• unwanted physical contact (e.g. hitting, slapping, kicking, pushing) or the threat of the same;
  • sexual harassment (including romantic relationships between teachers and learners in which the teacher has authority over the learner’s academic progress) or
  • harassment based on age, gender, race, ethnicity, national origin, religion, disability, or sexual orientation;
  • loss of personal civility including shouting, personal attacks or insults, displays of temper (such as throwing objects), use of culturally insensitive language;
  • discrimination of any form including in teaching and assessment based upon age, gender, race, ethnicity, national origin, religion, disability, or sexual orientation;
  • requests for another to perform inappropriate personal errands unrelated to the didactic, investigational, or clinical situation at hand;
  • grading/evaluation on factors unrelated to performance, effort, or level of achievement.

IV. Avenues for Addressing Inappropriate Behavior in the Teacher/Learner Context

  1. Learners’ Concerns
    Learners may address situations in which they feel that they have been the object of inappropriate behavior at various levels. At the most basic level, the most effective way to handle a situation may be to address it immediately and non‐confrontationally. Oftentimes, a person is simply unaware that his/her behavior has offended someone, or even if aware, will correct the behavior appropriately if given the opportunity to do so in a way that is not threatening. The way to raise such an issue is to describe the behavior factually (“When you said…”) describe how the behavior made you feel (“I felt…”), and state that the behavior needs to stop or not be repeated (“Please, don’t do that again.”)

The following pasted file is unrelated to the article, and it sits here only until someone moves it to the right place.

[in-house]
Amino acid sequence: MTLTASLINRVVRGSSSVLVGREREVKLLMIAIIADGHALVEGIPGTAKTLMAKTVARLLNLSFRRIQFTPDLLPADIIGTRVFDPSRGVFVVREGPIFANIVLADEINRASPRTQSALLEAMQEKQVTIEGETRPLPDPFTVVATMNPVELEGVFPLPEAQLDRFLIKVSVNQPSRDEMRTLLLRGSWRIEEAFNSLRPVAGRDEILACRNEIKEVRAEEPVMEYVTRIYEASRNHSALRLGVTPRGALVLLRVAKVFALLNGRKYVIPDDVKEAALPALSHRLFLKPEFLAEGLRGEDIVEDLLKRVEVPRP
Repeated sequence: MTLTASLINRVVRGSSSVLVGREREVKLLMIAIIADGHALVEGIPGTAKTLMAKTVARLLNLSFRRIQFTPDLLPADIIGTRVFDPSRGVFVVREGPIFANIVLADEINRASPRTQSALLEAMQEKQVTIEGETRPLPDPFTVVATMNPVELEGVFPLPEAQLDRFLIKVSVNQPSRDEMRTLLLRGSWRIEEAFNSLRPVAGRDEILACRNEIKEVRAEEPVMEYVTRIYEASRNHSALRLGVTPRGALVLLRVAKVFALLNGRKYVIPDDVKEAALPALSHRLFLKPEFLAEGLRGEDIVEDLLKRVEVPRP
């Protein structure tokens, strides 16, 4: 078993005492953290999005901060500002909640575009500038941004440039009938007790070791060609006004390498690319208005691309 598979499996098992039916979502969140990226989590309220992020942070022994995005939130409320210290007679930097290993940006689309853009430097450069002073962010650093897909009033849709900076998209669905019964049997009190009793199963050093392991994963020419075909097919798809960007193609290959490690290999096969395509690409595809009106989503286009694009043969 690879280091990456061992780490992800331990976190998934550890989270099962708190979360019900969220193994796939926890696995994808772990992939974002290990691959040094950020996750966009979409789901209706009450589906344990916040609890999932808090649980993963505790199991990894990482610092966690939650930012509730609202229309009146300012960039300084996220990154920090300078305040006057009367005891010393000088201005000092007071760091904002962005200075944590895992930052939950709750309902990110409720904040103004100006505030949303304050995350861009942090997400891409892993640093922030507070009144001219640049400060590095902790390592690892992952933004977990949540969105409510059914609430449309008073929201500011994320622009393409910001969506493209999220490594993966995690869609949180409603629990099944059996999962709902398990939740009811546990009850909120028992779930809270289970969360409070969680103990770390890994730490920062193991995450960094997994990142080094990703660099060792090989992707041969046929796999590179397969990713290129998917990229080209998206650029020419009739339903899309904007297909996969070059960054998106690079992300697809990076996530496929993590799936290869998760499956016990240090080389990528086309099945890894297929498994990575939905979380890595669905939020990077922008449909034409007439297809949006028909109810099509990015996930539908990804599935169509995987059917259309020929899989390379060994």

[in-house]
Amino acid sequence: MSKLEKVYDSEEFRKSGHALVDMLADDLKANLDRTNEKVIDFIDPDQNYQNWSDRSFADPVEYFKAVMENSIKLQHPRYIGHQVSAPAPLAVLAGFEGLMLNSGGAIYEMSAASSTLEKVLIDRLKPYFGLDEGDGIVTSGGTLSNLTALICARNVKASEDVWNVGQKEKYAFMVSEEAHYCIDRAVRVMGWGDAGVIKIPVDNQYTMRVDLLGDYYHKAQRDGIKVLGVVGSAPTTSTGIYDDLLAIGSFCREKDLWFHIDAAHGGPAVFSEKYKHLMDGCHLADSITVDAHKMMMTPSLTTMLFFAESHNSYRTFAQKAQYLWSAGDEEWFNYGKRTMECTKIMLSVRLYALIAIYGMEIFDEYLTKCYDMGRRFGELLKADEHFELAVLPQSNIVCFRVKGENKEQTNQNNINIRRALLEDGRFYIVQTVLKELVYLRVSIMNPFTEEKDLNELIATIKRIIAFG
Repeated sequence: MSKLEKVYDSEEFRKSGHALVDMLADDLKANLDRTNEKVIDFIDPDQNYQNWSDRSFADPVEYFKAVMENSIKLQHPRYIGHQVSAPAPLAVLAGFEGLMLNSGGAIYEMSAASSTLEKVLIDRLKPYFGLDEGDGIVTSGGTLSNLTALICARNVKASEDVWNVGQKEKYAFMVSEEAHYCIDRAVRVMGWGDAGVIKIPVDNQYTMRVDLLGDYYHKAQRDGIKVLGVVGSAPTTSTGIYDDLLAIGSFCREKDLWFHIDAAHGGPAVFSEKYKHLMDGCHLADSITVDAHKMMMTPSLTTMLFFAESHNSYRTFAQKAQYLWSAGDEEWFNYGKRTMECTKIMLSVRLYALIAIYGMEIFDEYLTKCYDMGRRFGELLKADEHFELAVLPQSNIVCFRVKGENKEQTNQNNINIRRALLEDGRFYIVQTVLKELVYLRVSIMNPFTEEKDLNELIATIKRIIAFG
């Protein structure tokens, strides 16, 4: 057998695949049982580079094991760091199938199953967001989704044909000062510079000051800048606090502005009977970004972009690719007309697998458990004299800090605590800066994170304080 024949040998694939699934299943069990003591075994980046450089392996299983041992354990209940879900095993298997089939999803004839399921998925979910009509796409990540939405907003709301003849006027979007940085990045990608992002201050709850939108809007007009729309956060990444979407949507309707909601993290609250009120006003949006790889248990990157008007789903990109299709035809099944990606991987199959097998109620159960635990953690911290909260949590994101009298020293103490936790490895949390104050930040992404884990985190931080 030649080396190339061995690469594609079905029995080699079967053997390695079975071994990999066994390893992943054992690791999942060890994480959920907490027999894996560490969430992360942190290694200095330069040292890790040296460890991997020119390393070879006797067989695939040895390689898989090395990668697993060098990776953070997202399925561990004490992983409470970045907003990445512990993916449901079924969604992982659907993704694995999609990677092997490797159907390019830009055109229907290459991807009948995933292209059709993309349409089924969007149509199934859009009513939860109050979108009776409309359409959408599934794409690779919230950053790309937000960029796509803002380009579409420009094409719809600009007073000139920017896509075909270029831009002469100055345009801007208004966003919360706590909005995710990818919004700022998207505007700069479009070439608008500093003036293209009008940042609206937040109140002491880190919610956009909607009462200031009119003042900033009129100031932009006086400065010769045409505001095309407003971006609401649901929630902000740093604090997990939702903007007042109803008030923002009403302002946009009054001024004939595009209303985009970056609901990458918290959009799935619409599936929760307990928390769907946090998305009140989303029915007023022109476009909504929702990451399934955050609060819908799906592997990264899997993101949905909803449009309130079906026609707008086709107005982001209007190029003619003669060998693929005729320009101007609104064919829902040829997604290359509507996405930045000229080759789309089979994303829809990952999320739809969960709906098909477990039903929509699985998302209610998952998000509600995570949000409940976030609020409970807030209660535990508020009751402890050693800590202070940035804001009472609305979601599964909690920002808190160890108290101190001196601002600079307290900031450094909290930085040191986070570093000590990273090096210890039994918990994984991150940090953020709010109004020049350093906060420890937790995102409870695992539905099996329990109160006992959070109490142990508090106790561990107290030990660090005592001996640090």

Sometimes, such a request is not successful, or the person repeats the behavior, or the learner does not feel comfortable speaking directly to the teacher about his/her behavior. In those cases, it may be helpful to discuss the behavior with module/clerkship directors, laboratory mentors, program directors or department chairs. Students may also elect to speak to any one of the Assistant Deans or the Associate Deans in the Office of Educational Affairs and/or the Office of Student Affairs, the Assistant Dean for Diversity, the Director of Student Services, or one of the School of Medicine’s Ombudspersons for informal advice and counsel about these issues. These individuals may offer additional suggestions for resolving the matter informally, such as, for example, speaking to the individual on the learner’s behalf or on behalf of an entire class, raising the general issue in a faculty meeting, assisting the learner with writing to the individual teacher or even direct intervention to get the behavior to stop.